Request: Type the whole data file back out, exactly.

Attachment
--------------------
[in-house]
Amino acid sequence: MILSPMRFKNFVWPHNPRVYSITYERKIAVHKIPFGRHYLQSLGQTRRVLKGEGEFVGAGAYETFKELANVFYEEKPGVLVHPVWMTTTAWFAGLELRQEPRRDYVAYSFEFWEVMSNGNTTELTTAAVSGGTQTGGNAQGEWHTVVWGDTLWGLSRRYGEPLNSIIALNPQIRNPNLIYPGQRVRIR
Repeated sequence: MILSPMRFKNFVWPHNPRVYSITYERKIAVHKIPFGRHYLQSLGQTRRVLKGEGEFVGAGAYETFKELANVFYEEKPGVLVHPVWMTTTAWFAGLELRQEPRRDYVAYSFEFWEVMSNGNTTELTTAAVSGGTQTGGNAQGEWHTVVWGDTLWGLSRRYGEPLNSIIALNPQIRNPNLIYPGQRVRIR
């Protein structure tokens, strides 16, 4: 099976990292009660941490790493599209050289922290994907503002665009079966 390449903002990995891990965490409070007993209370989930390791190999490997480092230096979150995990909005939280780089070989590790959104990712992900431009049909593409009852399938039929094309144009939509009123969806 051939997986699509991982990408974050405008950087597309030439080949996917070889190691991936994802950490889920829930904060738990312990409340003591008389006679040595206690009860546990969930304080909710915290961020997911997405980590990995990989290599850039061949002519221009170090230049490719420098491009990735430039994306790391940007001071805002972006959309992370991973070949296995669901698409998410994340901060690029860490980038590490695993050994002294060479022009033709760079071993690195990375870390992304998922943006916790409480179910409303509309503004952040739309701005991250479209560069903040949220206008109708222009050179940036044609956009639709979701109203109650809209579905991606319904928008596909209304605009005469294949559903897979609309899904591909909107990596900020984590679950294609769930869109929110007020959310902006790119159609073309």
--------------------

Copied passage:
[in-house]
Amino acid sequence: MILSPMRFKNFVWPHNPRVYSITYERKIAVHKIPFGRHYLQSLGQTRRVLKGEGEFVGAGAYETFKELANVFYEEKPGVLVHPVWMTTTAWFAGLELRQEPRRDYVAYSFEFWEVMSNGNTTELTTAAVSGGTQTGGNAQGEWHTVVWGDTLWGLSRRYGEPLNSIIALNPQIRNPNLIYPGQRVRIR
Repeated sequence: MILSPMRFKNFVWPHNPRVYSITYERKIAVHKIPFGRHYLQSLGQTRRVLKGEGEFVGAGAYETFKELANVFYEEKPGVLVHPVWMTTTAWFAGLELRQEPRRDYVAYSFEFWEVMSNGNTTELTTAAVSGGTQTGGNAQGEWHTVVWGDTLWGLSRRYGEPLNSIIALNPQIRNPNLIYPGQRVRIR
């Protein structure tokens, strides 16, 4: 099976990292009660941490790493599209050289922290994907503002665009079966 390449903002990995891990965490409070007993209370989930390791190999490997480092230096979150995990909005939280780089070989590790959104990712992900431009049909593409009852399938039929094309144009939509009123969806 051939997986699509991982990408974050405008950087597309030439080949996917070889190691991936994802950490889920829930904060738990312990409340003591008389006679040595206690009860546990969930304080909710915290961020997911997405980590990995990989290599850039061949002519221009170090230049490719420098491009990735430039994306790391940007001071805002972006959309992370991973070949296995669901698409998410994340901060690029860490980038590490695993050994002294060479022009033709760079071993690195990375870390992304998922943006916790409480179910409303509309503004952040739309701005991250479209560069903040949220206008109708222009050179940036044609956009639709979701109203109650809209579905991606319904928008596909209304605009005469294949559903897979609309899904591909909107990596900020984590679950294609769930869109929110007020959310902006790119159609073309």